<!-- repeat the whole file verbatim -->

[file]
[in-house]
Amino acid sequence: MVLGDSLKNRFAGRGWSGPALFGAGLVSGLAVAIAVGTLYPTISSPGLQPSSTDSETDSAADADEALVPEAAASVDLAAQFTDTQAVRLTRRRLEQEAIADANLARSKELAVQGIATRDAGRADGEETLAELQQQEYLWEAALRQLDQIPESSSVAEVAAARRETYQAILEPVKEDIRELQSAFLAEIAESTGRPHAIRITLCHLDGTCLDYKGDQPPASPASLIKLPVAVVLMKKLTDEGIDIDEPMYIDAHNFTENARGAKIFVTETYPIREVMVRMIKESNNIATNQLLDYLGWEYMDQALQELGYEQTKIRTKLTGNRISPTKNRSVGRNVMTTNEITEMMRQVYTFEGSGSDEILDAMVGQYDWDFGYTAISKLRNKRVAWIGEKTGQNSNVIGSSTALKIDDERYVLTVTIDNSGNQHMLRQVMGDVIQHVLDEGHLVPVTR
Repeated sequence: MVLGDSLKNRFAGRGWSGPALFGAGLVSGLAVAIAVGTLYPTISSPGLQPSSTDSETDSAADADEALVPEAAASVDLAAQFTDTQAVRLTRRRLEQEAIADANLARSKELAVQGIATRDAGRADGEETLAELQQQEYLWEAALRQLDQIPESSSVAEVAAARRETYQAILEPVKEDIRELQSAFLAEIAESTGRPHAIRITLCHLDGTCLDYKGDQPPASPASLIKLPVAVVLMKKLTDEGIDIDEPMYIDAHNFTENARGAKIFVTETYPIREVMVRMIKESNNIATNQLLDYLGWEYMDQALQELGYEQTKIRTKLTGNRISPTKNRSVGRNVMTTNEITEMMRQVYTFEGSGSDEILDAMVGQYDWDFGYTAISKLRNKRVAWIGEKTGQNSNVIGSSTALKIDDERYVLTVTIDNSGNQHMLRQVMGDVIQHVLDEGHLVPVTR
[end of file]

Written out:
[in-house]
Amino acid sequence: MVLGDSLKNRFAGRGWSGPALFGAGLVSGLAVAIAVGTLYPTISSPGLQPSSTDSETDSAADADEALVPEAAASVDLAAQFTDTQAVRLTRRRLEQEAIADANLARSKELAVQGIATRDAGRADGEETLAELQQQEYLWEAALRQLDQIPESSSVAEVAAARRETYQAILEPVKEDIRELQSAFLAEIAESTGRPHAIRITLCHLDGTCLDYKGDQPPASPASLIKLPVAVVLMKKLTDEGIDIDEPMYIDAHNFTENARGAKIFVTETYPIREVMVRMIKESNNIATNQLLDYLGWEYMDQALQELGYEQTKIRTKLTGNRISPTKNRSVGRNVMTTNEITEMMRQVYTFEGSGSDEILDAMVGQYDWDFGYTAISKLRNKRVAWIGEKTGQNSNVIGSSTALKIDDERYVLTVTIDNSGNQHMLRQVMGDVIQHVLDEGHLVPVTR
Repeated sequence: MVLGDSLKNRFAGRGWSGPALFGAGLVSGLAVAIAVGTLYPTISSPGLQPSSTDSETDSAADADEALVPEAAASVDLAAQFTDTQAVRLTRRRLEQEAIADANLARSKELAVQGIATRDAGRADGEETLAELQQQEYLWEAALRQLDQIPESSSVAEVAAARRETYQAILEPVKEDIRELQSAFLAEIAESTGRPHAIRITLCHLDGTCLDYKGDQPPASPASLIKLPVAVVLMKKLTDEGIDIDEPMYIDAHNFTENARGAKIFVTETYPIREVMVRMIKESNNIATNQLLDYLGWEYMDQALQELGYEQTKIRTKLTGNRISPTKNRSVGRNVMTTNEITEMMRQVYTFEGSGSDEILDAMVGQYDWDFGYTAISKLRNKRVAWIGEKTGQNSNVIGSSTALKIDDERYVLTVTIDNSGNQHMLRQVMGDVIQHVLDEGHLVPVTR